THA: “Healthcare.gov Glitches Not The Biggest Problem”
While everyone is busy watching U.S. HHS Secretary Kathleen Sebelius try and pick up the pieces of the train wreck that’s been the Obamacare rollout, the real problems with health care reform in Texas are going unnoticed. That’s what the Texas Hospital Association argues its most recent press release.
(Austin – Oct. 30, 2013) – U.S. Health and Human Services Secretary Kathleen Sebelius testified today before the U.S. House of Representatives Energy & Commerce Committee on the technical problems that have plagued the healthcare.gov open enrollment website since it went online on Oct. 1.
While addressing these problems is important, the intense focus on the flawed website distracts from the more significant problems in Texas: the staggering number of uninsured and the costs of their health care that are borne by hospitals, taxpayers and the privately insured.
- 5.7 million Texans lack health insurance.
- Texas hospitals are providing $5.5 Billion in uncompensated care each year.
- Premium costs for private insurance in Texas are $1,800 higher, on average, due to uncompensated care for the uninsured.
- Local government expenditures, financed by tax dollars, for indigent health care services currently exceed $1 Billion.
Focus also needs to be on the consequences of the state’s failure to expand Medicaid coverage. By rejecting the Medicaid expansion opportunity and federal funds, the state will leave 1,046,030 Texans – 27 percent of the adult uninsured population – without access to affordable health insurance. Many of these individuals are working poor whose employers do not offer health insurance benefits or for whom the cost of coverage is prohibitive. The consequence will be hospitals, taxpayers and the privately insured continuing to shoulder a heavy share of the costs of care.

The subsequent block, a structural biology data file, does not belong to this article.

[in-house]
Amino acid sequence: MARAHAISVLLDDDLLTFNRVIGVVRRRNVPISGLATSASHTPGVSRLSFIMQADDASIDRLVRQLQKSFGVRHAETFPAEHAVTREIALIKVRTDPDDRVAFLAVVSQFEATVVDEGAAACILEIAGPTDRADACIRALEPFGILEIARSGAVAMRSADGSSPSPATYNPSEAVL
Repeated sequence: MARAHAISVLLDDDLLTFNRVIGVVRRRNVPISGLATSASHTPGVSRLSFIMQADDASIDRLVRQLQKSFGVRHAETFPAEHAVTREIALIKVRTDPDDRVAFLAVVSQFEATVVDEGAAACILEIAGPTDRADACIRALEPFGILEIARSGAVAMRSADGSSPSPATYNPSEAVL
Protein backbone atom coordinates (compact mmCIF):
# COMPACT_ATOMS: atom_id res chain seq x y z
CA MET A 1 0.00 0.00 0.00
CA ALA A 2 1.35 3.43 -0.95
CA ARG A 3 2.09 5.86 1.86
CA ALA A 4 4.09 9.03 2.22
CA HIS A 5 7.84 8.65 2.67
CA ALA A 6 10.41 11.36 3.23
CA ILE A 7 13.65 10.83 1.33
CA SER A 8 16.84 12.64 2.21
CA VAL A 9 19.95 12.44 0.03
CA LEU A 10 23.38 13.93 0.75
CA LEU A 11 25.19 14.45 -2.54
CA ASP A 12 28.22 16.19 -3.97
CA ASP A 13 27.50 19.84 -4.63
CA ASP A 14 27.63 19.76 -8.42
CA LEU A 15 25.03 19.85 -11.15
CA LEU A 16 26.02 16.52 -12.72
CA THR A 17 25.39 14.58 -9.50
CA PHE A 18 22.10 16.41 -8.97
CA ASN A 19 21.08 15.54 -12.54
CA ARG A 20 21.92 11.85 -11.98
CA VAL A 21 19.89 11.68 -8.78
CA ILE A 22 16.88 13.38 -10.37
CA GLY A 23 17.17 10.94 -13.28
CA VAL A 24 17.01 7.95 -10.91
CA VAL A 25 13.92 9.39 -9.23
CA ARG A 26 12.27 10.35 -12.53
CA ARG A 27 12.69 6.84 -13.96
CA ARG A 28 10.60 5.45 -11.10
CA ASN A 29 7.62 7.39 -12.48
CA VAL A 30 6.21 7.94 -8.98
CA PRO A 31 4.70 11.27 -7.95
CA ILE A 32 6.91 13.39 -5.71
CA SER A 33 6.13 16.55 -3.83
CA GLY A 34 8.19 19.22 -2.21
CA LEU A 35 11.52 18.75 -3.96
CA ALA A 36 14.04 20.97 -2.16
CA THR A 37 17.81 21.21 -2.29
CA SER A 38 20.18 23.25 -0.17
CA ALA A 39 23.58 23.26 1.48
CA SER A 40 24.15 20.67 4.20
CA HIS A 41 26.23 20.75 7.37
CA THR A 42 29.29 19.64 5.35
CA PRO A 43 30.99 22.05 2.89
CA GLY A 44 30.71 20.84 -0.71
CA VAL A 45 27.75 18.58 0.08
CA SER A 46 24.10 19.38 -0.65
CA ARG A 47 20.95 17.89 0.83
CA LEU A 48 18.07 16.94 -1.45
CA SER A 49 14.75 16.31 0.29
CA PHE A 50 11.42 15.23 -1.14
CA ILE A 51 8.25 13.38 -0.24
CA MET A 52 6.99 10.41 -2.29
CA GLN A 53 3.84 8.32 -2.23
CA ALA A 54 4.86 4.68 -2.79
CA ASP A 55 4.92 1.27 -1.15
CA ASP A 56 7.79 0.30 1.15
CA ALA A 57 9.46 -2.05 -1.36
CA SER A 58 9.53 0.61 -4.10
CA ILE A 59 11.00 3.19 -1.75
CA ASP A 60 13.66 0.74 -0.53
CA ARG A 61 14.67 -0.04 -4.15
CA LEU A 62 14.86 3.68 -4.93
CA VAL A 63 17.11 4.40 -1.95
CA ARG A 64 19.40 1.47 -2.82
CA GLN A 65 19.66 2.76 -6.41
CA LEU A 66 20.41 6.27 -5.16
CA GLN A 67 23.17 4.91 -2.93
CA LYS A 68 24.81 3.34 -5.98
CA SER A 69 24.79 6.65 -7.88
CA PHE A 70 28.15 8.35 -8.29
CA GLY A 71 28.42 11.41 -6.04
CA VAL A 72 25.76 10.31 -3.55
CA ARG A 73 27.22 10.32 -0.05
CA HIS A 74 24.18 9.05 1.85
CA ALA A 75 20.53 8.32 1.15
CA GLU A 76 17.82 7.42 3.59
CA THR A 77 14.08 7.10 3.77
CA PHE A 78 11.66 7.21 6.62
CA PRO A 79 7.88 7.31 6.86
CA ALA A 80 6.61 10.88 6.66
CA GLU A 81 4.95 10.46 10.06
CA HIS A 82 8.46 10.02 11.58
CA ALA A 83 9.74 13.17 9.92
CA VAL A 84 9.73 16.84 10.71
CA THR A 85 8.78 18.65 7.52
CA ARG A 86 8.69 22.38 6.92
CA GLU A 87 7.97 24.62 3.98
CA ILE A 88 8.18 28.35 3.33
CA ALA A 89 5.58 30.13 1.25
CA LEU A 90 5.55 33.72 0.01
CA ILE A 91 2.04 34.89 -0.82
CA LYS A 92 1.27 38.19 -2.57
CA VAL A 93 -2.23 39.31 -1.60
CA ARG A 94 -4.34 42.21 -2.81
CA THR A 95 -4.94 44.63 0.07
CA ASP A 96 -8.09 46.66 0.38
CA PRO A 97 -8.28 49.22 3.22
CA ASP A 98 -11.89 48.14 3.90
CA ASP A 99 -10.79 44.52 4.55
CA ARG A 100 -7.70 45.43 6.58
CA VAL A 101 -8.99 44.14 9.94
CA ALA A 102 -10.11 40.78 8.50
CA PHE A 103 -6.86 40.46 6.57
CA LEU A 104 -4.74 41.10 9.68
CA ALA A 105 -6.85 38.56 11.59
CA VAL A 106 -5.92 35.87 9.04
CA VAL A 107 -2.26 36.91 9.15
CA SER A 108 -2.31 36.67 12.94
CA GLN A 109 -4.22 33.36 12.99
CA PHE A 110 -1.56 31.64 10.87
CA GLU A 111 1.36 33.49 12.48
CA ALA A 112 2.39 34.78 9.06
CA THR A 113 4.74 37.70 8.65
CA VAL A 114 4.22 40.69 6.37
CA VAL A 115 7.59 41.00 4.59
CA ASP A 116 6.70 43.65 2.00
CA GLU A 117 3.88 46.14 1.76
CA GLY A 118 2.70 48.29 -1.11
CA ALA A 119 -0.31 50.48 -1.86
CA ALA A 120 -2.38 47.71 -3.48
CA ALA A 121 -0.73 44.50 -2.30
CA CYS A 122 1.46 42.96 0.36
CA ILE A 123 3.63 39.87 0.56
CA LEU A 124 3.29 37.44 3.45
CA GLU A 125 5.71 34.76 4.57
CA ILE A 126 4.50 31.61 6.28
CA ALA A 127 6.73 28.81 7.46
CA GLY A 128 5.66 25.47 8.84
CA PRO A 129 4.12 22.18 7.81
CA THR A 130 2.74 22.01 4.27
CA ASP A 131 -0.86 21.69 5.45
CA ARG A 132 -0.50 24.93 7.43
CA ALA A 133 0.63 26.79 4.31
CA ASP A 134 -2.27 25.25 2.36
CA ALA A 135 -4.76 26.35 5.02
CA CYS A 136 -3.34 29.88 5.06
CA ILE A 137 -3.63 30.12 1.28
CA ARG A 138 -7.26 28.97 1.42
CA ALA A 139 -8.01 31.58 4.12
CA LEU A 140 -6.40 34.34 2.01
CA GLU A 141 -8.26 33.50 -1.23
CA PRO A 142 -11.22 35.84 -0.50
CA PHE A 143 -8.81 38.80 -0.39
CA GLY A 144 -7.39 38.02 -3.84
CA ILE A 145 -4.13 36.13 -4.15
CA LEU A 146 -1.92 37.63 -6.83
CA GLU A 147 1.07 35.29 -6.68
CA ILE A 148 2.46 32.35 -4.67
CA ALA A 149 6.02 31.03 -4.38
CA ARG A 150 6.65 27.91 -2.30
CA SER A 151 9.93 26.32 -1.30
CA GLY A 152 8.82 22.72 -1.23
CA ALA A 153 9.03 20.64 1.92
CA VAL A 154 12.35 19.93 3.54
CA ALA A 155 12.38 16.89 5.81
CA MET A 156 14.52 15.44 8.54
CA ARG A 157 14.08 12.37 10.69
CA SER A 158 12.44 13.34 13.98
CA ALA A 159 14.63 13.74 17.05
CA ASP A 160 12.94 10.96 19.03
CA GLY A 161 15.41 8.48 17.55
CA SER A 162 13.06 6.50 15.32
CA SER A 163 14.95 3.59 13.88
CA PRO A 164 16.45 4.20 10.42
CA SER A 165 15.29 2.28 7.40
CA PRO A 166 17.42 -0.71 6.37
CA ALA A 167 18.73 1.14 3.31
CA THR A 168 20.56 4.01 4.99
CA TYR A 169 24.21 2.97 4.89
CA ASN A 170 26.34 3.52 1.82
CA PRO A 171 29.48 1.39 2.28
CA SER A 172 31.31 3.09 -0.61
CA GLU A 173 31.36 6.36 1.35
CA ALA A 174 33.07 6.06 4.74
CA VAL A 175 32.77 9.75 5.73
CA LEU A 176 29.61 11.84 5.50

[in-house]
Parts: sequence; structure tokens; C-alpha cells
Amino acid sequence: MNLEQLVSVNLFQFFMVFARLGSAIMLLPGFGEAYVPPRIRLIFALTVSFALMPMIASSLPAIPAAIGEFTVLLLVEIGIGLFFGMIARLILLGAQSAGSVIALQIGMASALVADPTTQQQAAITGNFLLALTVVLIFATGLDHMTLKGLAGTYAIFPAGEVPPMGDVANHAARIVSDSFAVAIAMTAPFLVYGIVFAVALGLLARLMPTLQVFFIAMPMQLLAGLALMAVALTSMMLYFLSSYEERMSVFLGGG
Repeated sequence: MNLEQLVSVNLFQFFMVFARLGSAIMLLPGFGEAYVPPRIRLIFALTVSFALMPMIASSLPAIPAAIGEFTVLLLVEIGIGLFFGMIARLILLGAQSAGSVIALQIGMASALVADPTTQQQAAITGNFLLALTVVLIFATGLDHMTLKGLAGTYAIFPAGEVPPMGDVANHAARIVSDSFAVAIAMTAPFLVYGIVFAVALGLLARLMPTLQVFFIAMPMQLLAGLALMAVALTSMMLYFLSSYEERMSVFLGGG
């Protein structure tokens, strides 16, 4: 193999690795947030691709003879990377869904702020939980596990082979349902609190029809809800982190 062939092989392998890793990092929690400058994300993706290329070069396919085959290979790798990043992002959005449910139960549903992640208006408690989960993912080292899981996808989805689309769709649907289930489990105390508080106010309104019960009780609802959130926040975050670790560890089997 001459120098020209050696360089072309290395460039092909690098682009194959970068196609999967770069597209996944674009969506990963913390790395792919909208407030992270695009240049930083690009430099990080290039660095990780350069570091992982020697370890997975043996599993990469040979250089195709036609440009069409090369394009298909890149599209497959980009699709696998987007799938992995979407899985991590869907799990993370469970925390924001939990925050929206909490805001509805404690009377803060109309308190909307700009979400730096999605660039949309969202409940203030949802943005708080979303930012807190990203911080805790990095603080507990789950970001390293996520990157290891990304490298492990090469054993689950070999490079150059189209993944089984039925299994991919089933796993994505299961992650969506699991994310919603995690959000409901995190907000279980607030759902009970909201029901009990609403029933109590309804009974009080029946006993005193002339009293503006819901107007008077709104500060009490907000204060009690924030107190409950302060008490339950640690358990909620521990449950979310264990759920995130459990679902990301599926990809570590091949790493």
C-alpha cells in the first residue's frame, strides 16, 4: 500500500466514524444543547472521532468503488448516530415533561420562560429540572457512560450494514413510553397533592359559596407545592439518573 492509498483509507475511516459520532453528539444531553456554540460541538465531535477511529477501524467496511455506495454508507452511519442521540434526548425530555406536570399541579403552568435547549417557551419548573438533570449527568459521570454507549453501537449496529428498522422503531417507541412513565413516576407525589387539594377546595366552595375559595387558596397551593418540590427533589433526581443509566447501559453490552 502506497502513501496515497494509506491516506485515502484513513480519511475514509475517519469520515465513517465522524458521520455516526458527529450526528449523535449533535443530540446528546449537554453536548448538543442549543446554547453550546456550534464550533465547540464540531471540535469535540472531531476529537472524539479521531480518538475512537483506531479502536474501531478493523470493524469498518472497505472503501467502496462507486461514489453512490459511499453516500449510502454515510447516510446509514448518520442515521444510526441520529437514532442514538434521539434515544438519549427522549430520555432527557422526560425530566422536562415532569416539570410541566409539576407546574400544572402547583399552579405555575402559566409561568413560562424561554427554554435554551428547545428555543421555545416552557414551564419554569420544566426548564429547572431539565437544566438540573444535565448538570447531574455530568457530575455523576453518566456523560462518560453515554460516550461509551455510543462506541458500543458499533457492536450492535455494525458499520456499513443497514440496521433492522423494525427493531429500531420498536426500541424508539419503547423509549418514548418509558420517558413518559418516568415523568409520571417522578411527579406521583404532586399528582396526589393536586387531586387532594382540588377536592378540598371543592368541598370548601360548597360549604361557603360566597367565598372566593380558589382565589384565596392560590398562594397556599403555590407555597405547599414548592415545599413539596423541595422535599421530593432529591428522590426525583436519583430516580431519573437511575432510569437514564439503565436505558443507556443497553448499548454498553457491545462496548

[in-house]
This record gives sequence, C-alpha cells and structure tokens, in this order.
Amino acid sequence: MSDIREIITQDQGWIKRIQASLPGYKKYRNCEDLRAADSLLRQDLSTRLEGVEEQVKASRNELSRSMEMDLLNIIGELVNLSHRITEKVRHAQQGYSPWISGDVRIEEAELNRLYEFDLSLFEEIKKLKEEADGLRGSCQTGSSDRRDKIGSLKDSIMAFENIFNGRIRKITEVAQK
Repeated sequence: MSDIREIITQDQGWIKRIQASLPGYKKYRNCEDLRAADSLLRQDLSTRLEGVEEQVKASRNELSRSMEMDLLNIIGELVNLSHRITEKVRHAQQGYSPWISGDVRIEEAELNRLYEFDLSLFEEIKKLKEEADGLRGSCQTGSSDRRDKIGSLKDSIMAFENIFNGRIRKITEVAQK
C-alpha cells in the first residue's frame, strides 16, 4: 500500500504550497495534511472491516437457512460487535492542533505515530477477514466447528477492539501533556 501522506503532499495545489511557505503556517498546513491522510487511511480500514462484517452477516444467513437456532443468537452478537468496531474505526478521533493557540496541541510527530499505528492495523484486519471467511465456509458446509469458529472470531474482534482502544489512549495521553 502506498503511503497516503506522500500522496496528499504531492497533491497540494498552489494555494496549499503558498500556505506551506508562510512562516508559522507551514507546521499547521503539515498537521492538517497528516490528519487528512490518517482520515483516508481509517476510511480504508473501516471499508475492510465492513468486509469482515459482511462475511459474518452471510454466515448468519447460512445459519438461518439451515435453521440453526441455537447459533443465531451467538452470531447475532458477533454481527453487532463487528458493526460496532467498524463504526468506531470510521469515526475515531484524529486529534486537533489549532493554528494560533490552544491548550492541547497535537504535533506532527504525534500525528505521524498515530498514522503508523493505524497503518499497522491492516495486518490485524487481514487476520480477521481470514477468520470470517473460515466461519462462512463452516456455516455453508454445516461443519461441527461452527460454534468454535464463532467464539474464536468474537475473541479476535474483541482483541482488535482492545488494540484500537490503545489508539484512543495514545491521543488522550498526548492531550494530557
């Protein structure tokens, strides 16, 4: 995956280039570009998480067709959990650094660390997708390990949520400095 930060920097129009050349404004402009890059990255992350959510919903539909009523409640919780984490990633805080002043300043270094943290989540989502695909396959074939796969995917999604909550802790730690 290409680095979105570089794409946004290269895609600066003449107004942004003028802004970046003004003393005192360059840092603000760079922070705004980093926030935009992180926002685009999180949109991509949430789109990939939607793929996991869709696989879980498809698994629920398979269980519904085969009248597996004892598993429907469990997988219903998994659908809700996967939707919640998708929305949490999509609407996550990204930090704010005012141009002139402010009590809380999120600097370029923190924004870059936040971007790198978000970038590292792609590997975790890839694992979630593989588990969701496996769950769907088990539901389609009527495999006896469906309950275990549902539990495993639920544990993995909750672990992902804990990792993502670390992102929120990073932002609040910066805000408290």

“The federal Marketplace cannot work as intended if consumers are unable to sign up for coverage easily and efficiently. The federal government must get the enrollment site working. However, all the attention on the website is distracting from the most important issues at hand: the status quo is not sustainable for the uninsured or for hospitals and, without Medicaid expansion, the rate of uninsured in Texas will remain stubbornly high and hospitals will bear the costs,” said Dan Stultz, M.D., FACP, FACHE, THA president/ chief executive officer.
About the THA
Founded in 1930, the Texas Hospital Association is the leadership organization and principal advocate for the state’s hospitals and health care systems. Based in Austin, THA enhances its members’ abilities to improve accessibility, quality and cost-effectiveness of health care for all Texans. One of the largest hospital associations in the country, THA represents more than 85 percent of the state’s acute-care hospitals and health care systems, which employ some 369,000 health care professionals statewide. Learn more about THA at www.tha.org or follow THA on Twitter @texashospitals.